Ancient DNA from a lost Negev Highlands desert grape reveals a Late Antiquity wine lineage

Pnina Cohen, Roberto Bacilieri, Jazmín Ramos-Madrigal, Eyal Privman, Elisabetta Boaretto, Audrey Weber, Daniel Fuks, Ehud Weiss, Tali Erickson-Gini, Scott Bucking, Yotam Tepper, Deborah Cvikel, Joshua Schmidt, Thomas P. Gilbert, Nathan Wales, Guy Bar-Oz, Meirav Meiri

Research output: Contribution to journalArticlepeer-review


Recent excavations of Late Antiquity settlements in the Negev Highlands of southern Israel uncovered a society that established commercial-scale viticulture in an arid environment [D. Fuks et al., Proc. Natl. Acad. Sci. U.S.A. 117, 19780–19791 (2020)]. We applied target-enriched genome-wide sequencing and radiocarbon dating to examine grapevine pips that were excavated at three of these sites. Our analyses revealed centuries long and continuous grape cultivation in the Southern Levant. The genetically diverse pips also provided clues to ancient cultivation strategies aimed at improving agricultural productivity and ensuring food security. Applying genomic prediction analysis, a pip dated to the eighth century CE was determined to likely be from a white grape, to date the oldest to be identified. In a kinship analysis, another pip was found to be descendant from a modern Greek cultivar and was thus linked with several popular historic wines that were once traded across the Byzantine Empire. These findings shed light on historical Byzantine trading networks and on the genetic contribution of Levantine varieties to the classic Aegean landscape.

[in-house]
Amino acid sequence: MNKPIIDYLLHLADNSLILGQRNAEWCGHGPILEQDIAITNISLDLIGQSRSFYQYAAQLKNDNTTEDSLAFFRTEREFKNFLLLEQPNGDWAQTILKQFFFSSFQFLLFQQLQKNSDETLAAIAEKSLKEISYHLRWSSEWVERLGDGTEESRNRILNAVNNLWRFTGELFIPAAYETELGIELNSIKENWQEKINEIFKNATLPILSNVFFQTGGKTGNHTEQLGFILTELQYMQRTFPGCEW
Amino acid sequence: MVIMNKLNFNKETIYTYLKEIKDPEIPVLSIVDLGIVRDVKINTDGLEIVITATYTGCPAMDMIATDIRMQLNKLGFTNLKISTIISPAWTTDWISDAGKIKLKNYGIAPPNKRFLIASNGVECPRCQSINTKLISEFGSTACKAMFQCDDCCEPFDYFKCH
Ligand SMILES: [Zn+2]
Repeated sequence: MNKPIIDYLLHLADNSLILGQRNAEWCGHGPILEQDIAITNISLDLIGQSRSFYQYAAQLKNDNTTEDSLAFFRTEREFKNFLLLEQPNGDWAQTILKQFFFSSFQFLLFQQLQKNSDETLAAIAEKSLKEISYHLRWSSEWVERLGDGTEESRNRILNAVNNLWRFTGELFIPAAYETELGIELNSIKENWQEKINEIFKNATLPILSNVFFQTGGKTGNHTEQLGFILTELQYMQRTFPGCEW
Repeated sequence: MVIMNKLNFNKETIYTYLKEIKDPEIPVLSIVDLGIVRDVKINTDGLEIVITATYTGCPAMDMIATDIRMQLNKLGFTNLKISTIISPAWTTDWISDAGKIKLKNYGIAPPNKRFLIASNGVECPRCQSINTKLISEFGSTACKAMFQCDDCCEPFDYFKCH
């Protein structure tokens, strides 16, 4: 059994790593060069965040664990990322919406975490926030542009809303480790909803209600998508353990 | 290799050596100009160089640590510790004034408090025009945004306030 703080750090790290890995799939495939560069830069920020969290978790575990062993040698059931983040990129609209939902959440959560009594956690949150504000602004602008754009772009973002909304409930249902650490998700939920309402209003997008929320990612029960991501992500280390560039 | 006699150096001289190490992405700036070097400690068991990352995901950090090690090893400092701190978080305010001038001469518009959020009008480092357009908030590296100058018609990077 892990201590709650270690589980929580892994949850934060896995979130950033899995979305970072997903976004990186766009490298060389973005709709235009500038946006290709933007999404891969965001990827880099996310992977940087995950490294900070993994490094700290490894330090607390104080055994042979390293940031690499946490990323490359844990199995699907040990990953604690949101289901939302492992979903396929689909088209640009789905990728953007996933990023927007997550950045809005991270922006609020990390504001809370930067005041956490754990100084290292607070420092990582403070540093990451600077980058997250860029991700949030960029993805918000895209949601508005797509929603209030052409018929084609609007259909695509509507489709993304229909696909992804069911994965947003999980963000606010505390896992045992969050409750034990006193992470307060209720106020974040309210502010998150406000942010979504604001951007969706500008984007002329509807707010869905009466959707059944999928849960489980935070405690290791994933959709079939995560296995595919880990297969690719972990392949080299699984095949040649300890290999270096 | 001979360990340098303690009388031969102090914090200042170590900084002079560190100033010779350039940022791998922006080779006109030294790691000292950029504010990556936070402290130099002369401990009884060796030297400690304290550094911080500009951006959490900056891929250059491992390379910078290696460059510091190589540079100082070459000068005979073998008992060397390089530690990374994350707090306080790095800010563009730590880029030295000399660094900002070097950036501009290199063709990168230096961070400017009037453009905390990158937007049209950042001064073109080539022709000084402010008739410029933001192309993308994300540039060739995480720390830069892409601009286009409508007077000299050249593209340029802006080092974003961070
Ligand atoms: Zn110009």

Original languageEnglish
Article numbere2213563120
JournalProceedings of the National Academy of Sciences of the United States of America
Issue number17
StatePublished - 25 Apr 2023

Bibliographical note

Funding Information:
ACKNOWLEDGMENTS. This project was supported by the European Research Council under the European Union’s Horizon 2020 Research and Innovation Program Grant 648427 and under the Marie Skłodowska-Curie grant agreement no. 842577, the Israel Science Foundation Grant 915-20, and Proof of Concept Grant 101069201. This study was conducted under the licenses of the Israel Antiquities Authority permits A7736/2016, G77/2018, G-41/2016, G-40/2017, G-26/2018, G-34/2019, and G-42/2021. The radiocarbon research was supported by the Exilarch Foundation for the Dangoor Research Accelerator Mass Spectrometer Laboratory. Avdat excavation was funded by the S.B.’s home institution, DePaul University, and by a grant from the Fulbright US Scholar Program. We wish to thank the Kimmel Center for Archaeological Science and George Schwartzman Fund for the Laboratory and funding support for the material analysis. We thank the Israel Nature and Parks Authority for facilitating the excavations. DNA processing and other bioinformatics work were executed on the Hive computer cluster of the Faculty of Natural Science at the University of Haifa.

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© 2023 National Academy of Sciences. All rights reserved.


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